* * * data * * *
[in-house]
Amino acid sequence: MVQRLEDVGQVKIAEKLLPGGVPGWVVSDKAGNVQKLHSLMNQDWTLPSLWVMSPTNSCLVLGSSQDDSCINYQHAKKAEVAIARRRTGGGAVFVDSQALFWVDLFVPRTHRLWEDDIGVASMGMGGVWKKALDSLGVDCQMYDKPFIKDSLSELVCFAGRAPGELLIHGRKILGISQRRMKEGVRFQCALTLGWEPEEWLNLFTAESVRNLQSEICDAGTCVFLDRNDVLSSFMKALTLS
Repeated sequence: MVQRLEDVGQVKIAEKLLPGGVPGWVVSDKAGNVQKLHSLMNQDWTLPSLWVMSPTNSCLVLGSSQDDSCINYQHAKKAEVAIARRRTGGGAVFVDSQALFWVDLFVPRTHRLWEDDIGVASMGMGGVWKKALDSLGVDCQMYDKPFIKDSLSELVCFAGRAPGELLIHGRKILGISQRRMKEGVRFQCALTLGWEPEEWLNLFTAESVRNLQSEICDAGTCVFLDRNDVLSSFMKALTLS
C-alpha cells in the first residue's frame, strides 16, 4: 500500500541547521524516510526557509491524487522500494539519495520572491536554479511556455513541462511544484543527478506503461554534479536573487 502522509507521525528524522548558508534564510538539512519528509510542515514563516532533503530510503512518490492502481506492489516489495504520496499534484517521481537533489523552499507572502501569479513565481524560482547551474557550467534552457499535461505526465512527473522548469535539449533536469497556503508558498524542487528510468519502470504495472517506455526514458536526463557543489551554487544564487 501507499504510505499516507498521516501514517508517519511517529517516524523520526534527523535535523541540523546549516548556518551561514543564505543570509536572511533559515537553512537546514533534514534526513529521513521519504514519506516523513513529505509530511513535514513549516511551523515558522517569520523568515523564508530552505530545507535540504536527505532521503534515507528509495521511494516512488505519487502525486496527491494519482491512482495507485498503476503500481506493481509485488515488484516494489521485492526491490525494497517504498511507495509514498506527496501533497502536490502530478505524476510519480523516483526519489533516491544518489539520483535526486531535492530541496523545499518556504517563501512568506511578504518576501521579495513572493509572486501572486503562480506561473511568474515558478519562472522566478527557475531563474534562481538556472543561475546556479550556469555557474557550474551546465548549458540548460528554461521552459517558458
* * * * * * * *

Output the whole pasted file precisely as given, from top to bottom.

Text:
[in-house]
Amino acid sequence: MVQRLEDVGQVKIAEKLLPGGVPGWVVSDKAGNVQKLHSLMNQDWTLPSLWVMSPTNSCLVLGSSQDDSCINYQHAKKAEVAIARRRTGGGAVFVDSQALFWVDLFVPRTHRLWEDDIGVASMGMGGVWKKALDSLGVDCQMYDKPFIKDSLSELVCFAGRAPGELLIHGRKILGISQRRMKEGVRFQCALTLGWEPEEWLNLFTAESVRNLQSEICDAGTCVFLDRNDVLSSFMKALTLS
Repeated sequence: MVQRLEDVGQVKIAEKLLPGGVPGWVVSDKAGNVQKLHSLMNQDWTLPSLWVMSPTNSCLVLGSSQDDSCINYQHAKKAEVAIARRRTGGGAVFVDSQALFWVDLFVPRTHRLWEDDIGVASMGMGGVWKKALDSLGVDCQMYDKPFIKDSLSELVCFAGRAPGELLIHGRKILGISQRRMKEGVRFQCALTLGWEPEEWLNLFTAESVRNLQSEICDAGTCVFLDRNDVLSSFMKALTLS
C-alpha cells in the first residue's frame, strides 16, 4: 500500500541547521524516510526557509491524487522500494539519495520572491536554479511556455513541462511544484543527478506503461554534479536573487 502522509507521525528524522548558508534564510538539512519528509510542515514563516532533503530510503512518490492502481506492489516489495504520496499534484517521481537533489523552499507572502501569479513565481524560482547551474557550467534552457499535461505526465512527473522548469535539449533536469497556503508558498524542487528510468519502470504495472517506455526514458536526463557543489551554487544564487 501507499504510505499516507498521516501514517508517519511517529517516524523520526534527523535535523541540523546549516548556518551561514543564505543570509536572511533559515537553512537546514533534514534526513529521513521519504514519506516523513513529505509530511513535514513549516511551523515558522517569520523568515523564508530552505530545507535540504536527505532521503534515507528509495521511494516512488505519487502525486496527491494519482491512482495507485498503476503500481506493481509485488515488484516494489521485492526491490525494497517504498511507495509514498506527496501533497502536490502530478505524476510519480523516483526519489533516491544518489539520483535526486531535492530541496523545499518556504517563501512568506511578504518576501521579495513572493509572486501572486503562480506561473511568474515558478519562472522566478527557475531563474534562481538556472543561475546556479550556469555557474557550474551546465548549458540548460528554461521552459517558458